‘Sumie’ was recorded with the help of two pianists: studio owner Nils Frahm and the record’s producer Dustin O’Halloran. But aside from a silver dusting from O’Halloran’s keys towards the close, the album is dominated by the thrum and thuck of Nagano’s guitar, often just rocking between two notes, and her lovely, Fairy Non-Bio-soft voice, occasionally haloed by the faint glow of a ghostly backing choir as on current single ‘Show Talked Windows’. It’s warm, close and sleepy, with a lyrical palette of snow and starlight, candles and clouds. No surprise that she’s a current favourite of Simon Raymonde: Bella Union label founder, Cocteau Twin and sucker for all things gossamer.
‘Never Wanted to Be’ intrigues with its sadly iterating vocal line stalled by death and regret, while the sentiment and droopy-lidded minor melody of ‘Speed Into’ will please fans of Mazzy Star. But there’s a line between ‘subtle’ and ‘might as well not be happening’, and ‘Let You Go’ is one of several tracks here that waft over the line in the wrong direction. It only momentarily snags your attention with the ‘eh?’ lyric, ‘Your touch is tainted by the dog you hold under your arm’ – a flicker of oddness that Sumie might, as her sister has done, just benefit from nurturing.
We’re writing this from parental leave ourselves, so count us as tired, tender and ready to tear up appreciatively at the faintest hint of fragile beauty. But the best cradle-side records – by Lou Rhodes, Essie Jain or Vashti Bunyan – have a power in the calm that’s absent from ‘Sumie’. It is possible to blow people’s socks off without waking the baby. Buy this album here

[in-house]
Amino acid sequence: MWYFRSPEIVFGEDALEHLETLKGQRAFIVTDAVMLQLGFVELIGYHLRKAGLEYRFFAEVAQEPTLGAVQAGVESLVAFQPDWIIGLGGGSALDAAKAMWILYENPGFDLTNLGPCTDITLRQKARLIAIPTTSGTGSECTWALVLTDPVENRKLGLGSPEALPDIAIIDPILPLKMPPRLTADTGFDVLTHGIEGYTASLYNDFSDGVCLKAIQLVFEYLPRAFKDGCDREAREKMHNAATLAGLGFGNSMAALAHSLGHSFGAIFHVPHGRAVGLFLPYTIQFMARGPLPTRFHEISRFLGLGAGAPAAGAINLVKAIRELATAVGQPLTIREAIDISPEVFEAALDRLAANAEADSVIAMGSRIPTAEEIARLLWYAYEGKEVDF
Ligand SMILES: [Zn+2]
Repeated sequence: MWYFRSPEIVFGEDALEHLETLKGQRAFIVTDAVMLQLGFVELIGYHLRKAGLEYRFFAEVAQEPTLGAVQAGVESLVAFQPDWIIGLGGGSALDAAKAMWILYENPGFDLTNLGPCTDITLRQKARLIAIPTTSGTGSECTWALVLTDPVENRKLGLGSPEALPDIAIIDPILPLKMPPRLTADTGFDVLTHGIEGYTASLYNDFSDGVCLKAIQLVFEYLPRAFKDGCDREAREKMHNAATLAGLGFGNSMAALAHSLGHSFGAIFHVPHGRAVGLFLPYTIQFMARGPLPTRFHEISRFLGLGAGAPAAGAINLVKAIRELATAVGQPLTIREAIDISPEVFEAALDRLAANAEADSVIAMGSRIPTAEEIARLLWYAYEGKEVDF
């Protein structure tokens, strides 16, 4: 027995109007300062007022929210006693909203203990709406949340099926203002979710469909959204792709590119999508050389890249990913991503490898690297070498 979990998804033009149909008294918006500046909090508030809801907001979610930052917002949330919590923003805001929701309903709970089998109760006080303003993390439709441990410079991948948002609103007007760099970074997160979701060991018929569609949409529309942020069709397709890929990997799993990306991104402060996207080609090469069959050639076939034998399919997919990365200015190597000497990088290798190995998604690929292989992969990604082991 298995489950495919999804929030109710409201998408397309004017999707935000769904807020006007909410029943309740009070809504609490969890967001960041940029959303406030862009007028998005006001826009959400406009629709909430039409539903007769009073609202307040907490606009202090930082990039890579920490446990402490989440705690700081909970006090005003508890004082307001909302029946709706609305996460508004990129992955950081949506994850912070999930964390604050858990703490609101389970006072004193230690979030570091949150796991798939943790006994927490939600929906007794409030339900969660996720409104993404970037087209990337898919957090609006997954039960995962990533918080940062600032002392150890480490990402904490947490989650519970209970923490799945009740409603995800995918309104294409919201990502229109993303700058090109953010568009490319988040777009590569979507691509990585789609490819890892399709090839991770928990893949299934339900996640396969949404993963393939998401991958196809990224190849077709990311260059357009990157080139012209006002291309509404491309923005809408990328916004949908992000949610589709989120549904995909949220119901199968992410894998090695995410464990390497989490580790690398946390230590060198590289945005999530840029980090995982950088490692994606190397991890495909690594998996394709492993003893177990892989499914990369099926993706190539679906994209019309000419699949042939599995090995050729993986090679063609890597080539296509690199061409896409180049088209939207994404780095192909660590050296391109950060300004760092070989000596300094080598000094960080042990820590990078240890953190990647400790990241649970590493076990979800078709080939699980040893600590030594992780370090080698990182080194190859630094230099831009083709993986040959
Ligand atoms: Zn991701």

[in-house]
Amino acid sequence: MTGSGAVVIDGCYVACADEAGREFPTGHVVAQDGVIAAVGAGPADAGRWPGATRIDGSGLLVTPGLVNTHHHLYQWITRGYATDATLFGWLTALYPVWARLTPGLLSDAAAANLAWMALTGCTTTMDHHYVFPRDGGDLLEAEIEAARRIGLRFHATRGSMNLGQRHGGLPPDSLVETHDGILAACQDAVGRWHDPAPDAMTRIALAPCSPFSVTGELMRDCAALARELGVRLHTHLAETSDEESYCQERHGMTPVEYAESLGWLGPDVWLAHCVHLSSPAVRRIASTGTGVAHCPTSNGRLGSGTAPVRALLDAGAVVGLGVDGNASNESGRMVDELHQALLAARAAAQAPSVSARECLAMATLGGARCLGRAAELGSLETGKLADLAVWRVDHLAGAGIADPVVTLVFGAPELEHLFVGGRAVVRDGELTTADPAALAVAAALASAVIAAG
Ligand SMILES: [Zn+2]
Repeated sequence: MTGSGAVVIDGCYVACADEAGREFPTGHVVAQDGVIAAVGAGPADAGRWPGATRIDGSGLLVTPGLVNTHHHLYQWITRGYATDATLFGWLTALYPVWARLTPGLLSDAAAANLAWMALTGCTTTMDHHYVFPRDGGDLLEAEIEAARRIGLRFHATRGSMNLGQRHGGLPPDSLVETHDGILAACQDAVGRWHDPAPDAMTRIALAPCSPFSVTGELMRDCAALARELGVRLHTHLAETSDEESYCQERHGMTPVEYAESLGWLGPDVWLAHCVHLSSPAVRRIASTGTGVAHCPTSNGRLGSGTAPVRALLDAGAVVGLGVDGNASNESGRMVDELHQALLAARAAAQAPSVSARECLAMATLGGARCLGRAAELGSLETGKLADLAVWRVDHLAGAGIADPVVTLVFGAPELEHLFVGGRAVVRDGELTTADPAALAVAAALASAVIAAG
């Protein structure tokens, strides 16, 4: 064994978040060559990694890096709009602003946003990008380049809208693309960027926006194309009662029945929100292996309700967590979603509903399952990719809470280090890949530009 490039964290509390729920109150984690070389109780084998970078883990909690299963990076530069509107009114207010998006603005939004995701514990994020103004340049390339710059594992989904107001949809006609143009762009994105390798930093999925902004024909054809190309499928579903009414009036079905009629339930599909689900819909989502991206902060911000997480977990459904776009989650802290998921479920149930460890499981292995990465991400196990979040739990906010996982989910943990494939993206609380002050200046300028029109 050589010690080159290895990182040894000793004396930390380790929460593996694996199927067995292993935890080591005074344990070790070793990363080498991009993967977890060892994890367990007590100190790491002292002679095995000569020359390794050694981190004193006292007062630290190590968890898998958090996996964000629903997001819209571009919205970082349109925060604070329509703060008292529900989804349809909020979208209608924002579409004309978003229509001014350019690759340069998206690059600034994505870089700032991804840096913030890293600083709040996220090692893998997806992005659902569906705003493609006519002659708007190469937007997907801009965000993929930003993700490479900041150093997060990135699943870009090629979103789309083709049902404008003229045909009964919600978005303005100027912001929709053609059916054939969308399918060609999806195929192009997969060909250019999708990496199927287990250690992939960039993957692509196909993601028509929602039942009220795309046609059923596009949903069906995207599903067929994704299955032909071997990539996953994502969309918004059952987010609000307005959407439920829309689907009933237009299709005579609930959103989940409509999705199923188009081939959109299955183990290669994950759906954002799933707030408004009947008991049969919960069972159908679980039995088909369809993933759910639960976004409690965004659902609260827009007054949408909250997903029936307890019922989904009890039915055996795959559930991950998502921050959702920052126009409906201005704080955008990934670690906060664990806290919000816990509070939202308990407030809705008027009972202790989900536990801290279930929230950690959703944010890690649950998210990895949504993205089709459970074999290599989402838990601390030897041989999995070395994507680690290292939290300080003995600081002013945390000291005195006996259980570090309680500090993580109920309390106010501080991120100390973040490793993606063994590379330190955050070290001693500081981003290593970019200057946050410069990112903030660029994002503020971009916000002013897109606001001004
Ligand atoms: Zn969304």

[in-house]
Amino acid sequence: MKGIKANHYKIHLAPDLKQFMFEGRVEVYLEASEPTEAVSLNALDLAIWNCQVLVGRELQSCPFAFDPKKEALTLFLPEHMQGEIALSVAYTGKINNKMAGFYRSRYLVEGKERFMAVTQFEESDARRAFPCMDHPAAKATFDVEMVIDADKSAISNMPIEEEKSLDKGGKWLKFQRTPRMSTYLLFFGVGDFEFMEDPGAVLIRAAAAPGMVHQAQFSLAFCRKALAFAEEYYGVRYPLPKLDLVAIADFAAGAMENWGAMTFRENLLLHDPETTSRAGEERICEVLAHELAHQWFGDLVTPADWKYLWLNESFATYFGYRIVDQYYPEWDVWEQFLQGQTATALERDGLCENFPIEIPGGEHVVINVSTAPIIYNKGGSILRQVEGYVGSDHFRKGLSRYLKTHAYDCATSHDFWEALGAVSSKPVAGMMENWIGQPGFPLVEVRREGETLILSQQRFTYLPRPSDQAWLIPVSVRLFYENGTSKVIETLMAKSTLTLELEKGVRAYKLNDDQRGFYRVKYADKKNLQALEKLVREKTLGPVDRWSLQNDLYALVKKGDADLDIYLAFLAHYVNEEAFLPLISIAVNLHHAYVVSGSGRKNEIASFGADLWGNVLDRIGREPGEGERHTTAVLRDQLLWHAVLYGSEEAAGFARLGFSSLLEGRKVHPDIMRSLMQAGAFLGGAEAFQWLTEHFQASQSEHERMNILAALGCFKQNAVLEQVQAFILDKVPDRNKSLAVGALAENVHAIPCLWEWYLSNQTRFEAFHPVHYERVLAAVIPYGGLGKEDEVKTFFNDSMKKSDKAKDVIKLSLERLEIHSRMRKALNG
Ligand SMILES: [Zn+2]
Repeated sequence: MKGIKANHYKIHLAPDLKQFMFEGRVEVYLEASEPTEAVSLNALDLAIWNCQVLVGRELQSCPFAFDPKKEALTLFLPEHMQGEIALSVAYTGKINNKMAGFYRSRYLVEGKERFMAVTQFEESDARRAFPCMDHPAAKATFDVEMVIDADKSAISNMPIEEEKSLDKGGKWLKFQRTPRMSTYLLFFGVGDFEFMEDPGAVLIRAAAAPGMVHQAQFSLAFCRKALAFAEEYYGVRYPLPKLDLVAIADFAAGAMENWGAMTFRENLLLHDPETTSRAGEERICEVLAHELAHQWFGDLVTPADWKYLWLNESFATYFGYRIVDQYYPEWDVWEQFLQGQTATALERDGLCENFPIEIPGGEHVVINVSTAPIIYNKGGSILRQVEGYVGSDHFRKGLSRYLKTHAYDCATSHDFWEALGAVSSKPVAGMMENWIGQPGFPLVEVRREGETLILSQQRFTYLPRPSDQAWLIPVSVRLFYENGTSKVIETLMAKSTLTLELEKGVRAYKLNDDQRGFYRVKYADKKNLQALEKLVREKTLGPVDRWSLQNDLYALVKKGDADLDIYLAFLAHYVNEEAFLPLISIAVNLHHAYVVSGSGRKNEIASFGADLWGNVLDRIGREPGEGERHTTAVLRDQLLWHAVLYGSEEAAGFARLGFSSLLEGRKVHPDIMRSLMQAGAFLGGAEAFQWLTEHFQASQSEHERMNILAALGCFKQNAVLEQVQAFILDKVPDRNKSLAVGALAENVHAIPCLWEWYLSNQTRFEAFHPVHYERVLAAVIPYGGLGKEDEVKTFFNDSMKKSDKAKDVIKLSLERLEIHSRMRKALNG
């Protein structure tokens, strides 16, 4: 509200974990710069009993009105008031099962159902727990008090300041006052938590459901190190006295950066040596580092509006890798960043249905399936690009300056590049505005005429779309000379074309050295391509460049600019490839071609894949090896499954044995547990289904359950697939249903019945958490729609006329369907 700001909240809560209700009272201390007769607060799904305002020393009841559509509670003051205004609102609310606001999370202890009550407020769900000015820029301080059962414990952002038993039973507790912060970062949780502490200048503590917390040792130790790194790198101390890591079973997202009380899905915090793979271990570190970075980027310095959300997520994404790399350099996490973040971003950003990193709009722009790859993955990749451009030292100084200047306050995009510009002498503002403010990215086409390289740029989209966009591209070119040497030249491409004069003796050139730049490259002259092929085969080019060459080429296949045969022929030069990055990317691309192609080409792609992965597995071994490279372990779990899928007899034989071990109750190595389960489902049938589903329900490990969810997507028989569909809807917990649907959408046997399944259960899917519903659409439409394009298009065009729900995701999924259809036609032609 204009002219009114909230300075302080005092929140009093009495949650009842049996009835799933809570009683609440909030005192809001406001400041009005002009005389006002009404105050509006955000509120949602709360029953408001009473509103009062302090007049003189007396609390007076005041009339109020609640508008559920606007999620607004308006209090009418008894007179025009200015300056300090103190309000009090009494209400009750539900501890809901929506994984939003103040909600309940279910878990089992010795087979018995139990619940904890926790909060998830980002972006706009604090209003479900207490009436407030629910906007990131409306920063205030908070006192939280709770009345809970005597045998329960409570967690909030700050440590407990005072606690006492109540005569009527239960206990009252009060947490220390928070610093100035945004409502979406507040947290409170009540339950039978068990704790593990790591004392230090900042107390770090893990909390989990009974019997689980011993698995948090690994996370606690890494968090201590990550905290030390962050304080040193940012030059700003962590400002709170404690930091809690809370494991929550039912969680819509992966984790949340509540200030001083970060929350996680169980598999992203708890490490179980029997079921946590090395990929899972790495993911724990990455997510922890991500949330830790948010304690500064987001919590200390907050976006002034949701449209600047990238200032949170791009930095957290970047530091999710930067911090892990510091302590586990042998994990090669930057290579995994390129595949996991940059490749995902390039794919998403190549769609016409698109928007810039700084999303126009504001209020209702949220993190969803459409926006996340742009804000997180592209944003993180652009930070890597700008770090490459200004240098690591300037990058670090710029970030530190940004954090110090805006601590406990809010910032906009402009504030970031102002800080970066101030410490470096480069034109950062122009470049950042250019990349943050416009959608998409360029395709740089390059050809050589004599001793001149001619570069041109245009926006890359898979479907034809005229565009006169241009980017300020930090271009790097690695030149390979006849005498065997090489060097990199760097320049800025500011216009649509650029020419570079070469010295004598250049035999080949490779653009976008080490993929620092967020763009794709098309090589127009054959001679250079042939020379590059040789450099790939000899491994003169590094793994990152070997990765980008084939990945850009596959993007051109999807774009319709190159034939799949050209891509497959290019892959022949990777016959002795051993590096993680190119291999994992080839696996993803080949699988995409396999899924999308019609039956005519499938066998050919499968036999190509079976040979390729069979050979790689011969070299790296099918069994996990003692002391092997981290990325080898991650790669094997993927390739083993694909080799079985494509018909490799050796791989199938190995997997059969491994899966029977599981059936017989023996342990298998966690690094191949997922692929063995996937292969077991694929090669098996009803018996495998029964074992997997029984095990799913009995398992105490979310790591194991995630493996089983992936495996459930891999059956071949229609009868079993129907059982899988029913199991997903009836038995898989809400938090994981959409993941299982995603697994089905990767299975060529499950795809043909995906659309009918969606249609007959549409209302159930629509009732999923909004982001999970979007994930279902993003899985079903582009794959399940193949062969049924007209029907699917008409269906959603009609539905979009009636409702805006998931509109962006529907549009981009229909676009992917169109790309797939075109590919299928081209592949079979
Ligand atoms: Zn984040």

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You haven't 'done' Soho until you've been to a gig at The Borderline, simple as. This much-loved venue with a loyal audience has given a platform to countless bands and artists throughout its long history – stretching back over 20 years – and is still going strong today, showcasing both new and revered talent. Head in for a gig on any given day and you could find yourself moshing to rock and metal, getting busy on the dancefloor at an indie club night or perhaps soaking up the sweet tone of a folk, blues or Americana singer-songwriter. It can get a little cramped when the 275-ish capacity fills up, but that's all the better for creating an intimate atmospherewhere between artist and audience, and means you won't have to worry about elbowing your way to the front past thousands of people. A Soho musical institution. We were there when The Borderline reopened in March 2017: